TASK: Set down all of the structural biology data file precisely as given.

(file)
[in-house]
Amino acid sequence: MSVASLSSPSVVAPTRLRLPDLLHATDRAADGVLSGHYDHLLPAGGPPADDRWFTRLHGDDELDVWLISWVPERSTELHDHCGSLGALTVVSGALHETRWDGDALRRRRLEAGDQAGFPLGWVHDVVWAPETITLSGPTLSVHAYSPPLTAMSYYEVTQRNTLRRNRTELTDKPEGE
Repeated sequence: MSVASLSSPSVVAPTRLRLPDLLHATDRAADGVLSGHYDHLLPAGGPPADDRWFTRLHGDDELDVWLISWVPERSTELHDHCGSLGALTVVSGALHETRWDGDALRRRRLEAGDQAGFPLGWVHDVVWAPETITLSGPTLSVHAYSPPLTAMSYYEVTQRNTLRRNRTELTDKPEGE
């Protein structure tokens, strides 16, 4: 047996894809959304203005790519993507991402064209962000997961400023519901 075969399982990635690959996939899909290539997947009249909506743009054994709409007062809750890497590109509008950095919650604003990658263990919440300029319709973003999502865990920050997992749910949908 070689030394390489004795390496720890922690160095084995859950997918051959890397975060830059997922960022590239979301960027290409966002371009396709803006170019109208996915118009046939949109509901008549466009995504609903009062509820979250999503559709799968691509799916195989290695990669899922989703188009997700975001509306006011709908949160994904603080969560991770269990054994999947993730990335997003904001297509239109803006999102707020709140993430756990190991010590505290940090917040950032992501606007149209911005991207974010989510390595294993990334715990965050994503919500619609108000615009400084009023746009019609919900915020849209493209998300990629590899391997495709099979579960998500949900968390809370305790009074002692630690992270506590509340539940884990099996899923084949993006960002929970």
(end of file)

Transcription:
[in-house]
Amino acid sequence: MSVASLSSPSVVAPTRLRLPDLLHATDRAADGVLSGHYDHLLPAGGPPADDRWFTRLHGDDELDVWLISWVPERSTELHDHCGSLGALTVVSGALHETRWDGDALRRRRLEAGDQAGFPLGWVHDVVWAPETITLSGPTLSVHAYSPPLTAMSYYEVTQRNTLRRNRTELTDKPEGE
Repeated sequence: MSVASLSSPSVVAPTRLRLPDLLHATDRAADGVLSGHYDHLLPAGGPPADDRWFTRLHGDDELDVWLISWVPERSTELHDHCGSLGALTVVSGALHETRWDGDALRRRRLEAGDQAGFPLGWVHDVVWAPETITLSGPTLSVHAYSPPLTAMSYYEVTQRNTLRRNRTELTDKPEGE
């Protein structure tokens, strides 16, 4: 047996894809959304203005790519993507991402064209962000997961400023519901 075969399982990635690959996939899909290539997947009249909506743009054994709409007062809750890497590109509008950095919650604003990658263990919440300029319709973003999502865990920050997992749910949908 070689030394390489004795390496720890922690160095084995859950997918051959890397975060830059997922960022590239979301960027290409966002371009396709803006170019109208996915118009046939949109509901008549466009995504609903009062509820979250999503559709799968691509799916195989290695990669899922989703188009997700975001509306006011709908949160994904603080969560991770269990054994999947993730990335997003904001297509239109803006999102707020709140993430756990190991010590505290940090917040950032992501606007149209911005991207974010989510390595294993990334715990965050994503919500619609108000615009400084009023746009019609919900915020849209493209998300990629590899391997495709099979579960998500949900968390809370305790009074002692630690992270506590509340539940884990099996899923084949993006960002929970």